Infact, the Marxists' success in creating the Soviet Union likely didfar more to curtail anarchism than these policies did, in part bydrawing anarchists to the Marxist strain of socialism. The Marxistsalso brutally oppressed anarchists, labeling them"counterrevolutionaries," and figures such as Goldman andBerkman got a cold reception when they were deported to Russia in1919. (Goldman even wrote two books chronicling her disillusionment with the Marxist government in Moscow.) But even harsh Marxistregimes didn't eradicate anarchism completely, and it continues tosurvive - and inspire - to this day, gaining momentum across the Westas nationalism spreads.
Ifthe anarchists' history is any indication, it is unreasonable toexpect jihadism to die out anytime soon. Even if the movement's mostinfluential leaders are killed, their vision will no doubt live on.Many of the most famous jihadists - bin Laden, Azzam, al-Zarqawi,al-Awlaki and the Blind Sheikh, to name a few - are already dead, yetjihadism is anything but. Because these figures were killed at theheight of their international influence, it could even be argued thattheir sway will fade less after their demise than it would have ifthey had lived on, gradually losing standing to younger, moreambitious leaders. Either way, jihadism is here to stay. And asconflict continues to grip much of the Muslim world, jihadists willhave no trouble finding sanctuary in places that offer shelter and ameans to keep plotting and propagating their beliefs.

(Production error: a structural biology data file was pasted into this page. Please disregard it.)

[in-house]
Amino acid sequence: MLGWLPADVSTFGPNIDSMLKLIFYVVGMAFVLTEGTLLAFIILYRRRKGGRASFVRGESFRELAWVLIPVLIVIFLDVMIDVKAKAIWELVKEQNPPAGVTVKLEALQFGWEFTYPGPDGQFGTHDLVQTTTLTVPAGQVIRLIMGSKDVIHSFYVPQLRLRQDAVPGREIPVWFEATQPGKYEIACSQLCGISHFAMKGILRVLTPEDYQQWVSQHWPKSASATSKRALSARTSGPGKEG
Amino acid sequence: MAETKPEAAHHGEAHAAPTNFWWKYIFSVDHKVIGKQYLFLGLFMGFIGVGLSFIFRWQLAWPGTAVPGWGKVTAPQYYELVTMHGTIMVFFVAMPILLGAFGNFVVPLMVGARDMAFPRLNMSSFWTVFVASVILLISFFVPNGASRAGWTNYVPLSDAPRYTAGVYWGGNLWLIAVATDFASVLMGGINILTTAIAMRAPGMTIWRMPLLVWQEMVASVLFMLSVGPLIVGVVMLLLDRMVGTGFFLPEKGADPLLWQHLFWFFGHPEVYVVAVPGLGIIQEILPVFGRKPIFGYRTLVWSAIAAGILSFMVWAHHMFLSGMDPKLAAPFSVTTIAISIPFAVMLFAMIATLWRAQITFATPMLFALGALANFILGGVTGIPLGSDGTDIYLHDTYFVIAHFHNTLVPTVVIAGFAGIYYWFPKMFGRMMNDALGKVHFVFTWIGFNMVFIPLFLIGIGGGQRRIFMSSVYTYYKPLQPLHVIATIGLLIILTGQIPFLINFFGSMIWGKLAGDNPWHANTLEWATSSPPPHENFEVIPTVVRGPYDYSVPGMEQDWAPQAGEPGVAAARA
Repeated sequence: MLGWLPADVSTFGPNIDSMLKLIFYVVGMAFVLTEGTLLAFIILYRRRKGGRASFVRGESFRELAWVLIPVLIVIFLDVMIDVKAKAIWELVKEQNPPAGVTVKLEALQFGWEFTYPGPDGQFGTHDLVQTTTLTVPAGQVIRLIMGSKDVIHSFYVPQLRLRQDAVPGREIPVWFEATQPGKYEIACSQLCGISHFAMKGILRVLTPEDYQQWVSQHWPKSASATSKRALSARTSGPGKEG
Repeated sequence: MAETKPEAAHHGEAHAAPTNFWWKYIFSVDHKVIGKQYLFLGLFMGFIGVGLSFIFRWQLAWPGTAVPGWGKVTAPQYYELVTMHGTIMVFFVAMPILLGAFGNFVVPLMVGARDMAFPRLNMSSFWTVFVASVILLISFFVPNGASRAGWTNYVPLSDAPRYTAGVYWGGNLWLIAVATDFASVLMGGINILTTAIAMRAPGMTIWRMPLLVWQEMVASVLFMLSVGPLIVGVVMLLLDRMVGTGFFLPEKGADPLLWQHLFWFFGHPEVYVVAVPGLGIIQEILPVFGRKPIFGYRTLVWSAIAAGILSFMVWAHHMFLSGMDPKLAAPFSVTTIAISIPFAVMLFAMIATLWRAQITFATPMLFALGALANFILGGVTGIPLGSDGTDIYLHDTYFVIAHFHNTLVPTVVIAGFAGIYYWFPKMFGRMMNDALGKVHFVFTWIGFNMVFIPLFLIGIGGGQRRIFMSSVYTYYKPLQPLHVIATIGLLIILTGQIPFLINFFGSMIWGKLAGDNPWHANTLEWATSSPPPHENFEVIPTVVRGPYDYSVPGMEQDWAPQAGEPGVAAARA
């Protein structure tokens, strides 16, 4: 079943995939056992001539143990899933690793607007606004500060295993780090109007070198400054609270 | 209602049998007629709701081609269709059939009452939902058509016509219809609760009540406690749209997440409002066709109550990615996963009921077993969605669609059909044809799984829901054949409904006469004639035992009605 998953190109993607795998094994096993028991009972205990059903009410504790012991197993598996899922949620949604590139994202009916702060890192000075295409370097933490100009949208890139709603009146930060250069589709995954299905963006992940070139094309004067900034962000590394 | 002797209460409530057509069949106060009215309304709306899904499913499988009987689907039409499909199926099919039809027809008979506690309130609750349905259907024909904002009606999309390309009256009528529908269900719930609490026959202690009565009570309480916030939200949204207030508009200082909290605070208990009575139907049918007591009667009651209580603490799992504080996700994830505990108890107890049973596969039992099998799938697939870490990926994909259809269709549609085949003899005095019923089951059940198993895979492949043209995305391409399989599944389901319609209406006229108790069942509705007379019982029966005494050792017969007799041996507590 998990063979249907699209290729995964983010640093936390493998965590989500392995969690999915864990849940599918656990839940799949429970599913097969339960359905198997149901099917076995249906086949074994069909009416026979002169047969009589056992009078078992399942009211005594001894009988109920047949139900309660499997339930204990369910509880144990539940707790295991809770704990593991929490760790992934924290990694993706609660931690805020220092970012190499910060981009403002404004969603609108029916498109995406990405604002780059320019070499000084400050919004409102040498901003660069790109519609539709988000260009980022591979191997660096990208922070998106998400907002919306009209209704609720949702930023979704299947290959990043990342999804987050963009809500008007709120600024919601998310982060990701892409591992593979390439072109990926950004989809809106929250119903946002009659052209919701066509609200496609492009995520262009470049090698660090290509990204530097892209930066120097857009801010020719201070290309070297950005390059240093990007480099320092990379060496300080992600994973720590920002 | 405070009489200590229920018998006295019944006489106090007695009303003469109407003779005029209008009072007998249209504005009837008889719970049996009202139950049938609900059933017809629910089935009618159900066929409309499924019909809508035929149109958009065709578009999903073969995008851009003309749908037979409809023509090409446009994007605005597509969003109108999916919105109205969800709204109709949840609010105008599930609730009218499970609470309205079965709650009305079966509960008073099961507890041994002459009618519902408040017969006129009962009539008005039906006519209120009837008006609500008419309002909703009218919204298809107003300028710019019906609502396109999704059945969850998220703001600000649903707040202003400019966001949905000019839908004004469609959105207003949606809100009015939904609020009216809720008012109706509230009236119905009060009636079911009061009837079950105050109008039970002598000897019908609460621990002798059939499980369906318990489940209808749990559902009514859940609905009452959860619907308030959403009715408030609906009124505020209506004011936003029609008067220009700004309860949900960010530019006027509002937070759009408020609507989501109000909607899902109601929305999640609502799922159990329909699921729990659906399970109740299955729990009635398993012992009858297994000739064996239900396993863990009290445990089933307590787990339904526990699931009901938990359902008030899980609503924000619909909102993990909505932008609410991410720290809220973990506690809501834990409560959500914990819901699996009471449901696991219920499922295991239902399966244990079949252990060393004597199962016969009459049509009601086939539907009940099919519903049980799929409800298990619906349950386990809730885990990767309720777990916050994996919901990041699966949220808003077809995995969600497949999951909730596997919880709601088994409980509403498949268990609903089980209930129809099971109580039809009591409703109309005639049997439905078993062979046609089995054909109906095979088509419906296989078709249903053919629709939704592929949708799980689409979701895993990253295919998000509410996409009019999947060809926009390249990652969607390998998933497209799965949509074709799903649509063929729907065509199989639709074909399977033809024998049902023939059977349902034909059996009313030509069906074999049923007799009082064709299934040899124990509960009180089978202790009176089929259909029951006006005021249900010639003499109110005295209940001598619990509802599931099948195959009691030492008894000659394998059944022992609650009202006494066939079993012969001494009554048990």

"ToKill an Ideology" is republished with permission of Stratfor.